Page 5 - GUT Summit
P. 5

Blaser posed the question:
Why are children becoming more obese?
He went on to present the figures on the percentage of obese children and posed the question - What’s causing this change? He proposed that antibiotics play a role, and stated that out of the top eight prescriptions in children in the US, five of these were for antibiotics [Chai, 2012]. One study looked at the variance in antibiotics prescribed to children in their first year of
life, across Europe, and concluded that as the frequency of illness episodes did not differ between countries, other factors, such as physicians’ attitudes, parental pressure or other socio-economic determinants, are most likely to play a role in antibiotic prescribing habits. [Stam, 2012]. Blaser stated that on average children receive the highest rate of antibiotics [Hicks, 2013] and provided evidence to show that on average, children in the US receive ten courses of antibiotics by the time they are ten years old. He then compared the levels of obesity across the US to the level of antibiotic usage and highlighted the similarity in prevalence.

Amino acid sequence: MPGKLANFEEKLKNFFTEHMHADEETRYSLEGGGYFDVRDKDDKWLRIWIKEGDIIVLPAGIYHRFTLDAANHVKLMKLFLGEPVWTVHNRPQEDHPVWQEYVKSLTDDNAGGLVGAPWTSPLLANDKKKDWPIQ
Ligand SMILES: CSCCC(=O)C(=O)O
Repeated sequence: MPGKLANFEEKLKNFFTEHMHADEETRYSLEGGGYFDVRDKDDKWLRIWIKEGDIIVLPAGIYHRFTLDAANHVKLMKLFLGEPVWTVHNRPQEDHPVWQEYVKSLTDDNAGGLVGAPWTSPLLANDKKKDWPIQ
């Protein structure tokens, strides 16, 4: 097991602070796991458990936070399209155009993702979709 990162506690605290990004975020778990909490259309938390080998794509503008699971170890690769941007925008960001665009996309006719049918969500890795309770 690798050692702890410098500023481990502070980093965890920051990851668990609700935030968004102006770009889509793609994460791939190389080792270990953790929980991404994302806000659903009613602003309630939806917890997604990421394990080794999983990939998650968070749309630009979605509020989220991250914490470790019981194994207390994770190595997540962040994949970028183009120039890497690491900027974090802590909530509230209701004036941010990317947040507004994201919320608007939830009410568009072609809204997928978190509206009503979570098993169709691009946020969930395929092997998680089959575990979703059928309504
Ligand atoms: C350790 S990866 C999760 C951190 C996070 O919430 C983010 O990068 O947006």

Obesity trends amoung U.S children and adolescents*
20 18 16 14 12 10 08 06 04 02 0
6-11y 12-19y
NHANES I 1971-1974
NHANES II 1976-1980
NHANES III 1988-1994
NHANES 2003-2006
* Sex and age-specific BMI > 95th percentile based on CDC growth charts Adapted from: National Health and Nutrition Examination Survey, 1971-2006
Adult obesity and antibiotic prescriptions in children, 2011
Adapted from: Hicks, 2015
Age ≤ 2 years
Observational data
Percent (%)

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